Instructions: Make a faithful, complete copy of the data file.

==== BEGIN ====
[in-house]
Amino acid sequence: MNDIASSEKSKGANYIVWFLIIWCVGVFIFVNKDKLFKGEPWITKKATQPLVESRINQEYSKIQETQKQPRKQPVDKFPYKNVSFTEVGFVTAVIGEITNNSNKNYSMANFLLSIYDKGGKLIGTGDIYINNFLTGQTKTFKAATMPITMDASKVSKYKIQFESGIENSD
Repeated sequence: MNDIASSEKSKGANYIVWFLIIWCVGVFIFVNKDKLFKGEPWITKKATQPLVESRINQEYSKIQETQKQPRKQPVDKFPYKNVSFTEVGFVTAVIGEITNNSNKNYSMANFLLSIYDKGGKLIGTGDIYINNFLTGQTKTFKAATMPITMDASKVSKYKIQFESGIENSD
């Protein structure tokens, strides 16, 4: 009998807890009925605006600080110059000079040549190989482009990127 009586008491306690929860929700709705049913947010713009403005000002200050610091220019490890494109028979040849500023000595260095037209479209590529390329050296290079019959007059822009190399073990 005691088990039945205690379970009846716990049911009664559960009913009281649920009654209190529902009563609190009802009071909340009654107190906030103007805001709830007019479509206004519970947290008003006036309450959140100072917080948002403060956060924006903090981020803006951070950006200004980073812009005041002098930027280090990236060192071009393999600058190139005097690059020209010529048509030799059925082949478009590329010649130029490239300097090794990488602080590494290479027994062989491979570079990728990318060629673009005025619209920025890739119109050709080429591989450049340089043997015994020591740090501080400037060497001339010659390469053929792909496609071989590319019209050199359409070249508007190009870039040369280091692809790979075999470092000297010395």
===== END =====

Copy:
[in-house]
Amino acid sequence: MNDIASSEKSKGANYIVWFLIIWCVGVFIFVNKDKLFKGEPWITKKATQPLVESRINQEYSKIQETQKQPRKQPVDKFPYKNVSFTEVGFVTAVIGEITNNSNKNYSMANFLLSIYDKGGKLIGTGDIYINNFLTGQTKTFKAATMPITMDASKVSKYKIQFESGIENSD
Repeated sequence: MNDIASSEKSKGANYIVWFLIIWCVGVFIFVNKDKLFKGEPWITKKATQPLVESRINQEYSKIQETQKQPRKQPVDKFPYKNVSFTEVGFVTAVIGEITNNSNKNYSMANFLLSIYDKGGKLIGTGDIYINNFLTGQTKTFKAATMPITMDASKVSKYKIQFESGIENSD
């Protein structure tokens, strides 16, 4: 009998807890009925605006600080110059000079040549190989482009990127 009586008491306690929860929700709705049913947010713009403005000002200050610091220019490890494109028979040849500023000595260095037209479209590529390329050296290079019959007059822009190399073990 005691088990039945205690379970009846716990049911009664559960009913009281649920009654209190529902009563609190009802009071909340009654107190906030103007805001709830007019479509206004519970947290008003006036309450959140100072917080948002403060956060924006903090981020803006951070950006200004980073812009005041002098930027280090990236060192071009393999600058190139005097690059020209010529048509030799059925082949478009590329010649130029490239300097090794990488602080590494290479027994062989491979570079990728990318060629673009005025619209920025890739119109050709080429591989450049340089043997015994020591740090501080400037060497001339010659390469053929792909496609071989590319019209050199359409070249508007190009870039040369280091692809790979075999470092000297010395």